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When starting a new piece of software, do you find it more helpful do plan the interface and use cases first, or outline the objects that will need to be built?

I can see an argument for the former in that you have to know where you're going before you can get there. But when I say 'interface use cases', I mean VERY SPECIFIC application flow. Basically, the whole software on paper.

The second, planning the programmatic 'big picture', could enable you to get your head around potential development bottlenecks. It also helps understand application flow and could somewhat change user interaction.

In your experiences, what is the best use of time up front?

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4 Answers 4

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I see false alternatives in this question.

Some systems don't even have a UI! Therefore, you can't reasonably expect a single, universally applicable answer to this question.

In many systems there are actually distinct object models for Business Logic layer and UI layer, and indeed there may well be more than one UI. For example a Customer UI delivered in a Browser and Thick Client App for the Customer Support team.

Also Use Cases and UIs are not the same thing. The first questions can be: "Tell me about what you need to happen when you create a new Wibble." No need to talk about UIs at all at first. You can model the scenario just in terms of "I want the system to ...".

Pragmatically when you draw screens you are probably building up a mental model of Business Objects. In a simple business case you may not need to document that model immediately. In more complex scenarios, especially when dealing with legacy back-end systems, you pretty soon find the need to capture some of that model : "So this screen is about Wibbles? And about their Zetules? Does each Wibble have its own Zetule? Oh, Several! And can we change them, pass them to other Wibbles? Oh only Blue Zetules are transferable?"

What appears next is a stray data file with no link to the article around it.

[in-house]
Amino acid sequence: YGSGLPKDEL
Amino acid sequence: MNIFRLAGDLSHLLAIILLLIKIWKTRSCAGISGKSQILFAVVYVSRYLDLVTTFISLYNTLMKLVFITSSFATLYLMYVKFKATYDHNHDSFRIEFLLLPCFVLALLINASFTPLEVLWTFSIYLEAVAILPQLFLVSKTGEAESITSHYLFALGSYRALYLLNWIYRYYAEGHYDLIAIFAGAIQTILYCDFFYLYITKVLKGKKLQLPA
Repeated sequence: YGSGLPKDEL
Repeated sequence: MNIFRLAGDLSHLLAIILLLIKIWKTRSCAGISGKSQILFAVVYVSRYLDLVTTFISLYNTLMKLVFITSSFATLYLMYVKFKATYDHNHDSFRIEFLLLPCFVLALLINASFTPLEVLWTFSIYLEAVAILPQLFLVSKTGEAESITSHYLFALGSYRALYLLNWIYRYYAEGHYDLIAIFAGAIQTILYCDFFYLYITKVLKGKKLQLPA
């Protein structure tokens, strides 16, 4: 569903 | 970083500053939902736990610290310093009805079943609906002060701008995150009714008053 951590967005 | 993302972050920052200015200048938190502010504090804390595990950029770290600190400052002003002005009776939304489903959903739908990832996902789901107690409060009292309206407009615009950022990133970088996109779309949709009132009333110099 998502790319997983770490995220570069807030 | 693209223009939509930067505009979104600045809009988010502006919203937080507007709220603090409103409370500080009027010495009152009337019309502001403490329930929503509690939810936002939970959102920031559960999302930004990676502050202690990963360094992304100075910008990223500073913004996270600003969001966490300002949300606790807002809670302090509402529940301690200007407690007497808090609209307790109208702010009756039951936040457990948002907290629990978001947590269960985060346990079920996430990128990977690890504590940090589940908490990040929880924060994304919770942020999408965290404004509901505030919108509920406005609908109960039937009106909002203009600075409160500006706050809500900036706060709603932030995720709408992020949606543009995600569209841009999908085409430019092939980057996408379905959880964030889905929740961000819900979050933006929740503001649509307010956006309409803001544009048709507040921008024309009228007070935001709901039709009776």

As has been said before it's going to be interative and creative. The first cut screen model will change. You will discover more and more gnarly bits.

My explicit answer is: the best use of time up front is to locate dragons. Dragons hide in the unknown. Big dragons are a risk, and hide in gnarly places. Gnarlyness is specific to projects, sometimes its UI sometimes it's not. When dealing with legacy systems in particular it's not usually the UI that bites you. Spend the time where the risk is.

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User-flow first : you're building software FOR the user. Once you know what you need to do (the whole picture) then you can think about how you want to do it.

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I would certainly suggest laying out the user-flow first, in this case, because it is so specific. With a more common UI, it would be easier to plan/guess the objects. However, since you have a detailed spec for application flow, deal with that first, as planning objects too early will certainly miss the target for a good deal of the spec.

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These can happen in parallel, and need not be finished before coding begins.

With iterative development, you will not necessarily design up-front either the whole software on paper or the whole class model.

User interactions impact the class model. However, you may have enough information to begin designing some architectural layers before user interaction design is complete. For example, the data model may be known in whole or part before you've begun designing specific interactions.

Schedule concerns may make working in parallel more desirable, especially if you have multiple staff contributing from the beginning.

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neglecting one with a huge bias on the other invariably leads to disaster in my experience. Once you hae the basic object structures i tend to switch tot he front end design mode. –  John Nicholas Oct 1 '10 at 15:19
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